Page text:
Every year, University of Arkansas residence halls produce more than 200,000 pounds of food waste. “That’s a conservative estimate, and more than 90 percent of it is post-consumer food waste – items that students put on their trays but didn’t eat,” said Zoe Teague, an honors environmental, soil and water science major in Bumpers College of Agricultural, Food and Life Sciences and member of the Honors College. Zoe has played a leading role in the effort to turn food scraps into rich compost using two 5-foot-wide by 4 ½-foot-high Earth Tubs located at the University of Arkansas Agricultural Research and Extension Center. As a final step in recycling, the compost will be applied to experimental plots at the center.
“We’re looking to cut our landfill waste in half,” Zoe said, “and our long-term hope is to save money. It’s not going to get any cheaper to throw food away and ship it out to the Tontitown landfill.”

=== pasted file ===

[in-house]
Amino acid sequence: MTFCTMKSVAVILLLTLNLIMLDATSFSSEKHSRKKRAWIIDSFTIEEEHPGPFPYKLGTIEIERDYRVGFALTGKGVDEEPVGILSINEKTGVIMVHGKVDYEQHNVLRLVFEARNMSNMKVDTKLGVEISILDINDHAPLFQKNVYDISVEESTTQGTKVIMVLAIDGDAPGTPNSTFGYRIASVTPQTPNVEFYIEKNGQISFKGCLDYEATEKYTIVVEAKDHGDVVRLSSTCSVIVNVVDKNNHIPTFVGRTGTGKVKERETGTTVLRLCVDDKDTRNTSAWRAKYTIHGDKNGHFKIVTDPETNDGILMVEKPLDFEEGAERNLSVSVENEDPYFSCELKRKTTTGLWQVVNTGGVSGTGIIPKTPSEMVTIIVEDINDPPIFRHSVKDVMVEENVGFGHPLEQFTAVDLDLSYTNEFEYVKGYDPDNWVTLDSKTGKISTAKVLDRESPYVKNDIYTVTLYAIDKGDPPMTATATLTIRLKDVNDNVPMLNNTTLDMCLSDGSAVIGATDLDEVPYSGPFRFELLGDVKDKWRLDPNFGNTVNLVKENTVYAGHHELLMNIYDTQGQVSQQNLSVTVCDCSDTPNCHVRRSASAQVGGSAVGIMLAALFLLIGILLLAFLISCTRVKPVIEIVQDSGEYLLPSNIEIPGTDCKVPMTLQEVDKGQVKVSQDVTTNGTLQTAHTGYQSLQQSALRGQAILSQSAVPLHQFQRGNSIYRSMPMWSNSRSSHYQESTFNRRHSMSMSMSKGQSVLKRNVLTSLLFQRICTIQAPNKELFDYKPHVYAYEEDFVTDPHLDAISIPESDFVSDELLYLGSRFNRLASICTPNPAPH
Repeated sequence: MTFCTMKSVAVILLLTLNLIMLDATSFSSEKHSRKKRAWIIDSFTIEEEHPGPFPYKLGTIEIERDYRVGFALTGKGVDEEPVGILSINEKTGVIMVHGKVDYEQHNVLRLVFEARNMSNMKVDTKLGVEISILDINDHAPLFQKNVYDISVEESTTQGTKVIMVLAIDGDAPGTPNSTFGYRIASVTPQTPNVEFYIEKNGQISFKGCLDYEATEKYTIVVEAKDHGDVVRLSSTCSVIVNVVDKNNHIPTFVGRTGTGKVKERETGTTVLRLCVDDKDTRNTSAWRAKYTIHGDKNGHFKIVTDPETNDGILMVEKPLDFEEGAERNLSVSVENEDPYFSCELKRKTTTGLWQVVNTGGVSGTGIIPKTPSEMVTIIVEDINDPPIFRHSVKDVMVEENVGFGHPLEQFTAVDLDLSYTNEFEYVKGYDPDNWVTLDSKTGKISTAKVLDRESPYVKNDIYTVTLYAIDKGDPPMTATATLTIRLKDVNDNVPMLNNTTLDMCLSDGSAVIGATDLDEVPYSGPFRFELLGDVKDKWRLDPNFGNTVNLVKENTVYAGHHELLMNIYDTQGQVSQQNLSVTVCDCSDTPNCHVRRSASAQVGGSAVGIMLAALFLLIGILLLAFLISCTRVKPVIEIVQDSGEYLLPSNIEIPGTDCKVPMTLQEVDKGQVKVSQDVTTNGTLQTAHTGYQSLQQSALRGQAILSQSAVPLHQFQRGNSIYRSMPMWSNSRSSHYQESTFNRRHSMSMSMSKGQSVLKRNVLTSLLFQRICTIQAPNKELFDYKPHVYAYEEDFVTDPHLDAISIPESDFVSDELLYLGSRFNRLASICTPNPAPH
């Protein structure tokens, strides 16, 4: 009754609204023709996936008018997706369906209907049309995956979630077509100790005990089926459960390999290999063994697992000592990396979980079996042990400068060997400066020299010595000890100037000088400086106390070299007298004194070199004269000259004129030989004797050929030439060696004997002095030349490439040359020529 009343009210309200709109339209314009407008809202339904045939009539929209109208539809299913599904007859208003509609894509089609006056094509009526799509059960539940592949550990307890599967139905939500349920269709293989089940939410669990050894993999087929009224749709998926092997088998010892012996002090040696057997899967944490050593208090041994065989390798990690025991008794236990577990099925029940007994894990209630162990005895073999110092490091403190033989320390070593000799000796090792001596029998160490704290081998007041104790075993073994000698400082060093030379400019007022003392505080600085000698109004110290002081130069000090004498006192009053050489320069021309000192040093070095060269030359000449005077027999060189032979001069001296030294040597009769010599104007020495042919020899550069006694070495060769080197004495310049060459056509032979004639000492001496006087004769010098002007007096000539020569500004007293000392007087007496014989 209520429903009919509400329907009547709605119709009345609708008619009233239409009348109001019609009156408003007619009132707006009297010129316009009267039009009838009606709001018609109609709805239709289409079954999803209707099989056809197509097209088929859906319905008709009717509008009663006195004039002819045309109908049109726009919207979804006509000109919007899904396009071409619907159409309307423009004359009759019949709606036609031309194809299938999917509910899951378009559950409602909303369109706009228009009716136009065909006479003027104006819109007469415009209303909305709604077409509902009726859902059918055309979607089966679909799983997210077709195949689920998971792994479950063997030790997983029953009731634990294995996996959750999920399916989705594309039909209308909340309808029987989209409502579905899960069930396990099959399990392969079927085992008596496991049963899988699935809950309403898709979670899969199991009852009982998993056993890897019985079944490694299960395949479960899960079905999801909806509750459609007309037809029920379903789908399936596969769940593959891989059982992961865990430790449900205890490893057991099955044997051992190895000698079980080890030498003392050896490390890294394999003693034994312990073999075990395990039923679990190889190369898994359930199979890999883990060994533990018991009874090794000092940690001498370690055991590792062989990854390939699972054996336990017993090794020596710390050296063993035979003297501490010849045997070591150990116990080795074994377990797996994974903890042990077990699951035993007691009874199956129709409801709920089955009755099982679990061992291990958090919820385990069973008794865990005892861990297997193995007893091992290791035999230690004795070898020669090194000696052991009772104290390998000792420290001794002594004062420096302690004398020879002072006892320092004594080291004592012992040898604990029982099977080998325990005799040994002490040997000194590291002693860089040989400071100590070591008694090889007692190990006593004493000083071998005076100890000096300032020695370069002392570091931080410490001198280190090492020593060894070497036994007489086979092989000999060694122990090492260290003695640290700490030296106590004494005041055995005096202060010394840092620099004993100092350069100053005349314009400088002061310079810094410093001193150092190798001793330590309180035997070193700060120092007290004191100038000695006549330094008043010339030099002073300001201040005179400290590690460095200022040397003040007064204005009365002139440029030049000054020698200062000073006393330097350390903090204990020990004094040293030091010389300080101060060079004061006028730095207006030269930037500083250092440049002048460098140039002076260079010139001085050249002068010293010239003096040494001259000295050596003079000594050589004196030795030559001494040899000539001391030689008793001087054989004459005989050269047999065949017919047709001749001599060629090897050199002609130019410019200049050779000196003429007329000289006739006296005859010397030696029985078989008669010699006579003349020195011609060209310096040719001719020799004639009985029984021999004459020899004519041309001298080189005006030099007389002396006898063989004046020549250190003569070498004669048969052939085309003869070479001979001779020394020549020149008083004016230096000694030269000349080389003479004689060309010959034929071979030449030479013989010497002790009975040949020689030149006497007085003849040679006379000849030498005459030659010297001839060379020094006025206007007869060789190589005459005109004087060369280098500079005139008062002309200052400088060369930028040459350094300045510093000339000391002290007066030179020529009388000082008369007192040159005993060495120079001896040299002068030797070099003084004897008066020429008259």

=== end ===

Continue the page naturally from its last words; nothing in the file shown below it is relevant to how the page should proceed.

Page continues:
The campus composting project provides a case study in interdisciplinary collaboration, ranging from Chartwells Food Service, which will collect and pulp the food waste, to the Fay Jones School of Architecture materials shop, which will contribute sawdust to temper the compost. The Division of Agriculture, Facilities Management, the Office of the Provost, the Associated Student Government, and the Residents’ Interhall Congress have also provided support for the project. Looking back, Zoe said she is especially heartened by the unanimous support from student groups who voted to fund the project. “Students do care about sustainability,” she said. “We want to make our campus greener, and we’ve shown it with this project.”
Under the direction of honors faculty mentor Jennie Popp, a professor of agricultural economics and agribusiness, Zoe is documenting the composting project for her honors thesis, which will include a full cost-benefit analysis and a business plan. “I’m hoping that my thesis will provide a model for other institutions that want to start similar programs,” she said.